Saccharide-Modified Nanodiamond Conjugates for the Efficient Detection and Removal of Pathogenic Bacteria

Authors

  • Dr. Mirja Hartmann,

    1. Otto Diels Institute for Organic Chemistry, Christiana Albertina University Kiel, Otto-Hahn-Platz 3-4, 24098 Kiel (Germany)
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  • Patrick Betz,

    1. Institute for Organic Chemistry, Würzburg University, Am Hubland, 97074 Würzburg (Germany)
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  • Yuchen Sun,

    1. Institute for Organic Chemistry, Würzburg University, Am Hubland, 97074 Würzburg (Germany)
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  • Prof. Dr. Stanislav N. Gorb,

    1. Department of Functional Morphology and Biomechanics, Zoological Institute, Christiana Albertina University Kiel, 24098 Kiel (Germany)
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  • Prof. Dr. Thisbe K. Lindhorst,

    Corresponding author
    1. Otto Diels Institute for Organic Chemistry, Christiana Albertina University Kiel, Otto-Hahn-Platz 3-4, 24098 Kiel (Germany)
    • Otto Diels Institute for Organic Chemistry, Christiana Albertina University Kiel, Otto-Hahn-Platz 3-4, 24098 Kiel (Germany)
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  • Prof. Dr. Anke Krueger

    Corresponding author
    1. Institute for Organic Chemistry, Würzburg University, Am Hubland, 97074 Würzburg (Germany)
    2. Wilhelm Conrad Roentgen Research Center for Complex Materials Systems, Würzburg University, 97074 Würzburg (Germany)
    • Institute for Organic Chemistry, Würzburg University, Am Hubland, 97074 Würzburg (Germany)
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Abstract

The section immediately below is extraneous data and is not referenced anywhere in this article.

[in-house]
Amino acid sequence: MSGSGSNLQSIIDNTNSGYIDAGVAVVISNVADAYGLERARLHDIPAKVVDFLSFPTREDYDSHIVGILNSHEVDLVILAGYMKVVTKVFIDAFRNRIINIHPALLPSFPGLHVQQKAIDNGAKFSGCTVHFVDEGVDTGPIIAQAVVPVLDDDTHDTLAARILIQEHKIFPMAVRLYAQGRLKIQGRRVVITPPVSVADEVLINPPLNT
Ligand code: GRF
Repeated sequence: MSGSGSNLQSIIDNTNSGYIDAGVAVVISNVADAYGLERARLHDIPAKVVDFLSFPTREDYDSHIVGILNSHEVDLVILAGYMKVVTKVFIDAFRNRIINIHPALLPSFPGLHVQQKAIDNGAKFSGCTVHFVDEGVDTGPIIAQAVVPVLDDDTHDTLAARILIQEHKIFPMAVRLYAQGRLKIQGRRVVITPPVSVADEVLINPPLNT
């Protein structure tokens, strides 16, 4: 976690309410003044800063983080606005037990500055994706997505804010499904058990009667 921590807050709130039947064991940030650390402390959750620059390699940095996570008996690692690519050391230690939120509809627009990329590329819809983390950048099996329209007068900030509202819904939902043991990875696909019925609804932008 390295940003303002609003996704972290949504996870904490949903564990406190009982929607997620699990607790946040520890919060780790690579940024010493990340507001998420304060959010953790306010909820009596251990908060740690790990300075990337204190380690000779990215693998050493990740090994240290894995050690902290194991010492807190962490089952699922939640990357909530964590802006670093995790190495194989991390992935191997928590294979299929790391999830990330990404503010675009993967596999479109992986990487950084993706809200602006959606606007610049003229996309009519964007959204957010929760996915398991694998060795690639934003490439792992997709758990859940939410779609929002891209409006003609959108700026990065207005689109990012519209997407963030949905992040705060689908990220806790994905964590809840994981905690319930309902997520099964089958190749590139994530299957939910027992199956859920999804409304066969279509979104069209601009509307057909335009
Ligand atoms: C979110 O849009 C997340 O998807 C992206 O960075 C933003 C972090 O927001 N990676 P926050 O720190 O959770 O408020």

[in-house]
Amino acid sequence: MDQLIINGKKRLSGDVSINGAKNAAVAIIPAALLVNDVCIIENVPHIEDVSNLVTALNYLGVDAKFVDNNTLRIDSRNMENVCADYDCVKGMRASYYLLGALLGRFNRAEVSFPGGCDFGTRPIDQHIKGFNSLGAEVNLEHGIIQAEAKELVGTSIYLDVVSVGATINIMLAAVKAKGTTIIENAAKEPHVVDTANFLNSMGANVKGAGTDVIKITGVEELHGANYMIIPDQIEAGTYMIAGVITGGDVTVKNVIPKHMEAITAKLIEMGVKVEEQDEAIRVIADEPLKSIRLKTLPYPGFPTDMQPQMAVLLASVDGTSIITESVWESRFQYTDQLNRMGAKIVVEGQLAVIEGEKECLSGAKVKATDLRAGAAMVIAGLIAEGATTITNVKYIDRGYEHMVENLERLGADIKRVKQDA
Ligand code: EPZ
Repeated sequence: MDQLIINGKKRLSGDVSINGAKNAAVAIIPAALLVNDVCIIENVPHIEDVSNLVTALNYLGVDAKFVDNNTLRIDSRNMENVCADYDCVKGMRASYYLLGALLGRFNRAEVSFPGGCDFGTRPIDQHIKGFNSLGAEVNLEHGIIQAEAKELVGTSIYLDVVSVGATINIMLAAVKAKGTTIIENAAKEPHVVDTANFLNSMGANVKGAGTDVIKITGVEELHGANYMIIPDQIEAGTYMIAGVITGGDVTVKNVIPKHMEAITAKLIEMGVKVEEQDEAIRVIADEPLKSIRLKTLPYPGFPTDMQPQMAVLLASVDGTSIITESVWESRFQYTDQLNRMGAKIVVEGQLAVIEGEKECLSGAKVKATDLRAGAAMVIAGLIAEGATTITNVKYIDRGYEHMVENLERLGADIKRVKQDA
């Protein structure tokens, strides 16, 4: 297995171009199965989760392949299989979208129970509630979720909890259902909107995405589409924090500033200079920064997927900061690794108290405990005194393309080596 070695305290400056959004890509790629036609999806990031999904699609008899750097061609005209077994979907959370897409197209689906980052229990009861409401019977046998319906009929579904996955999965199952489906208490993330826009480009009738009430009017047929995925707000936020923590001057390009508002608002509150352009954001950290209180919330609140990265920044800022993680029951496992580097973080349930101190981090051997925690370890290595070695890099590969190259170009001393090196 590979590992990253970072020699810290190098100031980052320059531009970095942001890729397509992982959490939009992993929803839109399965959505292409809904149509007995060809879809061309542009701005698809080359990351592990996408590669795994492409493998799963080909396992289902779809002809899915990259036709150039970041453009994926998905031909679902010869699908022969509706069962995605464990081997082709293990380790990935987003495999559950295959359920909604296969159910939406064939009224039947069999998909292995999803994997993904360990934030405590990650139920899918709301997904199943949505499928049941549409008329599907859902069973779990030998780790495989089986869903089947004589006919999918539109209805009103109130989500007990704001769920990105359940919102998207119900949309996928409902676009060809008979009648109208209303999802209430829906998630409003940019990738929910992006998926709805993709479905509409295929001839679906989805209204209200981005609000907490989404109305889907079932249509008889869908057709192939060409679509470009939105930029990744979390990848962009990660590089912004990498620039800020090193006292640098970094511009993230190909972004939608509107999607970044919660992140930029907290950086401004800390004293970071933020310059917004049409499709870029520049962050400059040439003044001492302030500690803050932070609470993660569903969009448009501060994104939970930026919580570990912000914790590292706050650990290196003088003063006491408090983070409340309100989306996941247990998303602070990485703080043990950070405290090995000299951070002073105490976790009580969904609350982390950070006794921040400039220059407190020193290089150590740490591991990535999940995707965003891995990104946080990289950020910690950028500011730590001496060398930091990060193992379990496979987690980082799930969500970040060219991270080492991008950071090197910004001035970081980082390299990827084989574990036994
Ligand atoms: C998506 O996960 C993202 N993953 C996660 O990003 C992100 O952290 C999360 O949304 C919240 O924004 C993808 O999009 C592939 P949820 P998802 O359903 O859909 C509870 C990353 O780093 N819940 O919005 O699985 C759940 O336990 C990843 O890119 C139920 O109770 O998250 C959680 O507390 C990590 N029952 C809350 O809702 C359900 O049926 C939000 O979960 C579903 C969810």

The detection and removal of bacteria, such as E. coli in aqueous environments by using safe and readily available means is of high importance. Here we report on the synthesis of nanodiamonds (ND) covalently modified with specific carbohydrates (glyco–ND) for the precipitation of type 1 fimbriated uropathogenic E. coli in solution by mechanically stable agglutination. The surface of the diamond nanoparticles was modified by using a Diels–Alder reaction followed by the covalent grafting of the respective glycosides. The resulting glyco–ND samples are fully dispersible in aqueous media and show a surface loading of typically 0.1 mmol g−1. To probe the adhesive properties of various ND samples we have developed a new sandwich assay employing layers of two bacterial strains in an array format. Agglutination experiments in solution were used to distinguish unspecific interactions of glyco–ND with bacteria from specific ones. Two types of precipitates in solution were observed and characterized in detail by light and electron microscopy. Only by specific interactions mechanically stable agglutinates were formed. Bacteria could be removed from water by filtration of these stable agglutinates through 10 μm pore-size filters and the ND conjugate could eventually be recovered by addition of the appropriate carbohydrate. The application of glycosylated ND allows versatile and facile detection of bacteria and their efficient removal by using an environmentally and biomedically benign material.

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